Database will help track international aid in Iraq
- By Dawn S. Onley
- May 03, 2004
A central database application will help the provisional authority oversee the collection and distribution of billions of dollars in goods and aid from around the world to assist Iraqi reconstruction.
The Iraqi government is having a hard time keeping track of billions of dollars in international assistance filtering in to rebuild the country's war-torn infrastructure.
So the Coalition Provisional Authority, working in conjunction with the Defense Department, the Iraqi Ministry of Planning and Development Cooperation, the United Nations, the World Bank and coalition agencies, is using a Web portal to keep track of donor commitments.
The Donor Assistance Database, developed by Synergy International Systems Inc. of Vienna, Va., uses a customizable business software tool called Intelligent Data Manager for Web-based reporting, to produce charts and highlight geographical information. The system already is in use in Afghanistan, but the provisional authority will employ it on a much larger scale in Iraq.
The portal will also assess how assistance is helping Iraq meet national development requirements.
The database shows all ongoing projects on a map of Iraq. According to officials, users can then zoom in on a region and see the status of a project in more detail to better allocate resources.
Synergy is one of a handful of subcontractors to Booz Allen Hamilton Inc. of McLean, Va. Another subcontractor, Groove Networks Inc. of Beverly, Mass., has built a prototype collaboration system in Iraq for the CPA to exchange documents and instant messages using 192-bit encryption.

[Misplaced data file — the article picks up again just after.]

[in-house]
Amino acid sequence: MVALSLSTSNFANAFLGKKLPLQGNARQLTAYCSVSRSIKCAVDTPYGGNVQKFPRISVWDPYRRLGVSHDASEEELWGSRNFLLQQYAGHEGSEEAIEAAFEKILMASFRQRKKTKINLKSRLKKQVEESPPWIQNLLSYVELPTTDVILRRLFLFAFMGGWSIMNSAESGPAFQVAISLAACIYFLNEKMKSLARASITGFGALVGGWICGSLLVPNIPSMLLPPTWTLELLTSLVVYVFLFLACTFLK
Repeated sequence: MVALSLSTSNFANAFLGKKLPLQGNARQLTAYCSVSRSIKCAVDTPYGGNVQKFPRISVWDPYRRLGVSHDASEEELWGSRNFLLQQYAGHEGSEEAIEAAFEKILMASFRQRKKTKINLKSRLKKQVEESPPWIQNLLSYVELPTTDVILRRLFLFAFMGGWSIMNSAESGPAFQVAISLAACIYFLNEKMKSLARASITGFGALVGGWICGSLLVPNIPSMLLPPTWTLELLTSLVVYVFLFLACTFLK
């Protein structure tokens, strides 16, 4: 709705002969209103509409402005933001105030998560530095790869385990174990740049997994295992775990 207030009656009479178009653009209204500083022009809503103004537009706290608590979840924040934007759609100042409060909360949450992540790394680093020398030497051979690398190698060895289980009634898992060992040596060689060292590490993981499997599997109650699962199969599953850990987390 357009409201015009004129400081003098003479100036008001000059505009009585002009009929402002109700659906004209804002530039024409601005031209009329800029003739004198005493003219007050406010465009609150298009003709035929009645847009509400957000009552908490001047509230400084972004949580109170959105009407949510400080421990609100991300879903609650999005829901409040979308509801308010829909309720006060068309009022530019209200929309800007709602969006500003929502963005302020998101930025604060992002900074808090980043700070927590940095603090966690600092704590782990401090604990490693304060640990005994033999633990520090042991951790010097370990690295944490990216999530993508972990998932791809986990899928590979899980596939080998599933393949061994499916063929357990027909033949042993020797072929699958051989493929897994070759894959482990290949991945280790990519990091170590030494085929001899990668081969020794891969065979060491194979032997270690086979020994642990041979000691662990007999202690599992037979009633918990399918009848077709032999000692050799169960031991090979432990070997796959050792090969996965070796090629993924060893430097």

'The Donor Assistance Database is an important element for the Coalition Provisional Authority in our support of Iraq's transition to self-government,' said Don Harrison, special assistant to the principal deputy assistant secretary of Defense for networks and information integration. The NII team is responsible for improving information flow for the provisional authority.
'Synergy's Donor Assistance Database will enable the senior leadership involved in the reconstruction process in Iraq to capture and effectively manage critical information on international assistance pledges and funding disbursements,' Harrison said.Language friendly
The database, which will operate in English and Arabic, will be fully deployed this summer.
Synergy's Intelligent Data Manager software allows for querying, reporting, and setting up charts and maps.
The database has several additional functions:
- Identifying national priorities and requests for donor assistance
- Collecting, tracking and analyzing donor information
- Providing a consolidated view and impact assessment of assistance efforts
- Expanding public information and awareness on the reconstruction process.
'It is very important that there is a tool that can bring a transparency into implementation of the donor funds,' said Ashot Hovanesian, Synergy's CEO.
Before setting up the system in Iraq, Synergy deployed the donor database in Afghanistan and 12 other countries. The system in Afghanistan tracks more than 1,700 grant programs from more than 65 donor groups. In Iraq, it is expected to track tens of thousands of grant programs from hundreds of donor agencies, Hovanesian said.
'Each country, we custom tailor to their specific needs. The requirements and definitions in Afghanistan differ from what is needed in Iraq,' he said.